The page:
The Rise Report commissioned by Scottish Women’s Aid (SWA) for YWCA Scotland – the Young Women’s Movement – found 36 per cent of young women had been in an intimate relationship with someone who harmed them physically or emotionally.
Nearly three quarters of the 479 surveyed (74 per cent) knew someone who had experienced abuse.
Not one participant in the report described feeling well supported to learn about relationships at school.
A total of 57 per cent of respondents said they did not learn about unhealthy relationships or domestic abuse in school.
Briana Pegado, interim chief executive of YWCA Scotland, said the findings of the report were “concerning”, adding: “Even though within the last decade we’ve had a more nuanced conversation about abuse and we’re shifting the narrative from victim-blaming to taking responsibility around consent, we’re still not in a position in Scotland where young women and girls and young people of marginalised genders are being supported.”
Ms Pegado, who faced domestic abuse aged 20, said: “Having knowledge and language wasn’t something within my group of friends and community we could identify.
“It was only later on in my life that I realised that was my own experience.
“So many young people say they don’t get this sort of education at school but through their own research, their own peer networks. That should not be the case.”
The report found those who did learn about unhealthy relationships at school said the coverage was “brief, limited or not very useful.”
One respondent wrote: “We learned we could say no, but we were never taught what to do if they ignored that.”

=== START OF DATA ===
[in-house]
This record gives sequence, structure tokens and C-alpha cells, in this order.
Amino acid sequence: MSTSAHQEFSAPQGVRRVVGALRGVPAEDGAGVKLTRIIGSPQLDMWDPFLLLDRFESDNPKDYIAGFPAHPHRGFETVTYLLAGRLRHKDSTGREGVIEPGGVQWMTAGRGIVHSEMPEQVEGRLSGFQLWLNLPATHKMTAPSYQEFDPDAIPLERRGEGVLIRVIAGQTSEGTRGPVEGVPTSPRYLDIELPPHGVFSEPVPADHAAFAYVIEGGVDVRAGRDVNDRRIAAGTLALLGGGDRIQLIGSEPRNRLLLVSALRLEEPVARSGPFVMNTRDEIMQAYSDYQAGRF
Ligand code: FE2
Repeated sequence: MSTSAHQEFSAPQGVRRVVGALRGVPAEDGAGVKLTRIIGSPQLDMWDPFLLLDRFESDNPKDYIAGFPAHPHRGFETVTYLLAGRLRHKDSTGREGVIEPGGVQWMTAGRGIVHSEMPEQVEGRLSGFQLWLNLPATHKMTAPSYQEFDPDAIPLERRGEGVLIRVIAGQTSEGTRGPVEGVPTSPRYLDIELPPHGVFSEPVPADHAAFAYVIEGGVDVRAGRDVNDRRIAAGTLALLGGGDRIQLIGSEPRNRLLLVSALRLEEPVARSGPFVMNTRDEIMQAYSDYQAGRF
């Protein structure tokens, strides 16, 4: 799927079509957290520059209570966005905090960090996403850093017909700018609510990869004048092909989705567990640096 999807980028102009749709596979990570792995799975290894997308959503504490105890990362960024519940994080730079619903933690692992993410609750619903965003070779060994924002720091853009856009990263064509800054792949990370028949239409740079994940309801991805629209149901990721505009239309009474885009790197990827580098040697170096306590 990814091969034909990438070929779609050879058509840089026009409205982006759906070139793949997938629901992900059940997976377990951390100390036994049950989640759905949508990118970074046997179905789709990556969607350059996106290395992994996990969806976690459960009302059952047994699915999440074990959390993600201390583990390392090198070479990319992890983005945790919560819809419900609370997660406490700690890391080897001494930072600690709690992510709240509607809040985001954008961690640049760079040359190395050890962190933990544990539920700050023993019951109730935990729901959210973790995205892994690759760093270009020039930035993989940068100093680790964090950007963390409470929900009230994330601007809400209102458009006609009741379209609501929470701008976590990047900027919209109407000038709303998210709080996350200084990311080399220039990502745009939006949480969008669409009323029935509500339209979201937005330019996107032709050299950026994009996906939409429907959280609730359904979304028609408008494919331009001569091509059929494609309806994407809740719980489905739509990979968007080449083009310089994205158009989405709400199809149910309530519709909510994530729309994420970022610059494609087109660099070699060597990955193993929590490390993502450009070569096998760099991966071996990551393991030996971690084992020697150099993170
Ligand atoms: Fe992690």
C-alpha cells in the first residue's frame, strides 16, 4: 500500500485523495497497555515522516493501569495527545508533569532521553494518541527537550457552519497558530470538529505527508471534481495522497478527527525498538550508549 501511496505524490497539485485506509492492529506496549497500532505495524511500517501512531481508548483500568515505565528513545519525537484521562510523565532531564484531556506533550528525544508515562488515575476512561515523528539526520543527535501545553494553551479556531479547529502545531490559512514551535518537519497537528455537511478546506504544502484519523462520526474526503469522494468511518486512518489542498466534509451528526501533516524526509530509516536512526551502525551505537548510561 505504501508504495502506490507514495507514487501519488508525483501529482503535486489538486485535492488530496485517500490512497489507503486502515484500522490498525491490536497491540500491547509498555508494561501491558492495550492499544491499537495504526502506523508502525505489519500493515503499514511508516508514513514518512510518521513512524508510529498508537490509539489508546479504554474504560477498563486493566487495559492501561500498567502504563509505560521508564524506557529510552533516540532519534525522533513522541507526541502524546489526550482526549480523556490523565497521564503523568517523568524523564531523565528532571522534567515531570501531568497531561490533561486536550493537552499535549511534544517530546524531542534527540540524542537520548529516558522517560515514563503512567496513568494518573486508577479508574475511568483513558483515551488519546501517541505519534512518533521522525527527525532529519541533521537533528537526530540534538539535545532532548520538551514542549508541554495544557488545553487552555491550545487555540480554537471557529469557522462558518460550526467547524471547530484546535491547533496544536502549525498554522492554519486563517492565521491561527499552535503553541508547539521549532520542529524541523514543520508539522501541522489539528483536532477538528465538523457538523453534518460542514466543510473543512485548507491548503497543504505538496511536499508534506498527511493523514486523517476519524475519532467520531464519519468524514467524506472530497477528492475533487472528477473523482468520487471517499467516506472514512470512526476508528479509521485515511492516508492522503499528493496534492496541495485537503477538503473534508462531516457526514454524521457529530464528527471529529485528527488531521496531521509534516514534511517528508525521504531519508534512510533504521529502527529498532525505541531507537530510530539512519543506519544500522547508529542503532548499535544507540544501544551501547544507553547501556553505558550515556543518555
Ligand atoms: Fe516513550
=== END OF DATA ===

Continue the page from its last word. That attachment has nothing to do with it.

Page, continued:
Rape Crisis Scotland currently provides a national sexual violence prevention programme to secondary schools.
Gabrielle Blackburn, service development coordinator at Scottish Women’s Aid, said: “The Women’s Aid network will use this research to improve how we promote our services to young women and girls, so that they know Women’s Aid are here for them and so they understand how to reach out to us when they feel ready.”
The report makes a number of recommendations for how specialist support services can better meet the needs of young women experiencing abuse.
Ms Pegado said the Scottish Government must invest “money, time and expertise” into specialist support services as well as redesigning the curriculum to make sure healthy relationship and consent-based education is available in all schools.
The chief executive added: “We’ll live in a happier, healthier, safer society if we all know what abuse and a health relationship looks like.”
The Scottish Government is currently developing a national framework for schools to help tackle sexual harassment and gender based violence.
A Scottish Government spokesperson said: “We are determined to ensure children and young people receive high-quality relationships, sexual health and parenthood education in schools.
“This includes age appropriate learning about consent, including sexual consent, that abuse is wrong and sexual harassment.”
Scotland’s Domestic Abuse Helpline is available 24/7 for anyone, of any gender or sexuality, who wants to talk on: 0800 027 1234 or email and web chat at www.sdafmh.org.uk